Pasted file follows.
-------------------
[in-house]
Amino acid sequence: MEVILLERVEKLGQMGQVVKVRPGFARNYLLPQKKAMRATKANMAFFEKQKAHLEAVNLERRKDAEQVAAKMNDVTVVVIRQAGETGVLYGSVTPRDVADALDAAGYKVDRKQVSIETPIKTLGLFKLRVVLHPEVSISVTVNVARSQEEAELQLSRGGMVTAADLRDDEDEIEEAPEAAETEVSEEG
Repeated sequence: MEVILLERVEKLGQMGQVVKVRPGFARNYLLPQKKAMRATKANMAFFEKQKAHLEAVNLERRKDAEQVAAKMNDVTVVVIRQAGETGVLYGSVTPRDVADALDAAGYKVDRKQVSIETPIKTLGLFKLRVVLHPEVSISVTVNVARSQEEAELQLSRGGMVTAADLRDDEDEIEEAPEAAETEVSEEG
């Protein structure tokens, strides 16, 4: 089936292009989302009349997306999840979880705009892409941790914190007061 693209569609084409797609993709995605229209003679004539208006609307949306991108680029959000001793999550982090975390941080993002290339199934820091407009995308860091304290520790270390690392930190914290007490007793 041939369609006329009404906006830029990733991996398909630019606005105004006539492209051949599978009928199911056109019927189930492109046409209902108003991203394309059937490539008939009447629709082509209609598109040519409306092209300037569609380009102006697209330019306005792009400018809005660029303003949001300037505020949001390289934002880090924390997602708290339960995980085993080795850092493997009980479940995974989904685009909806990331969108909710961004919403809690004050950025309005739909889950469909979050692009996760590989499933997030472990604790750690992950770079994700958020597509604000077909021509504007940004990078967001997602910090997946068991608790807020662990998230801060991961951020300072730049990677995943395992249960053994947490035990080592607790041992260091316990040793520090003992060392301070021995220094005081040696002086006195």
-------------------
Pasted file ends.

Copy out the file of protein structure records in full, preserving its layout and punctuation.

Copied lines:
[in-house]
Amino acid sequence: MEVILLERVEKLGQMGQVVKVRPGFARNYLLPQKKAMRATKANMAFFEKQKAHLEAVNLERRKDAEQVAAKMNDVTVVVIRQAGETGVLYGSVTPRDVADALDAAGYKVDRKQVSIETPIKTLGLFKLRVVLHPEVSISVTVNVARSQEEAELQLSRGGMVTAADLRDDEDEIEEAPEAAETEVSEEG
Repeated sequence: MEVILLERVEKLGQMGQVVKVRPGFARNYLLPQKKAMRATKANMAFFEKQKAHLEAVNLERRKDAEQVAAKMNDVTVVVIRQAGETGVLYGSVTPRDVADALDAAGYKVDRKQVSIETPIKTLGLFKLRVVLHPEVSISVTVNVARSQEEAELQLSRGGMVTAADLRDDEDEIEEAPEAAETEVSEEG
């Protein structure tokens, strides 16, 4: 089936292009989302009349997306999840979880705009892409941790914190007061 693209569609084409797609993709995605229209003679004539208006609307949306991108680029959000001793999550982090975390941080993002290339199934820091407009995308860091304290520790270390690392930190914290007490007793 041939369609006329009404906006830029990733991996398909630019606005105004006539492209051949599978009928199911056109019927189930492109046409209902108003991203394309059937490539008939009447629709082509209609598109040519409306092209300037569609380009102006697209330019306005792009400018809005660029303003949001300037505020949001390289934002880090924390997602708290339960995980085993080795850092493997009980479940995974989904685009909806990331969108909710961004919403809690004050950025309005739909889950469909979050692009996760590989499933997030472990604790750690992950770079994700958020597509604000077909021509504007940004990078967001997602910090997946068991608790807020662990998230801060991961951020300072730049990677995943395992249960053994947490035990080592607790041992260091316990040793520090003992060392301070021995220094005081040696002086006195």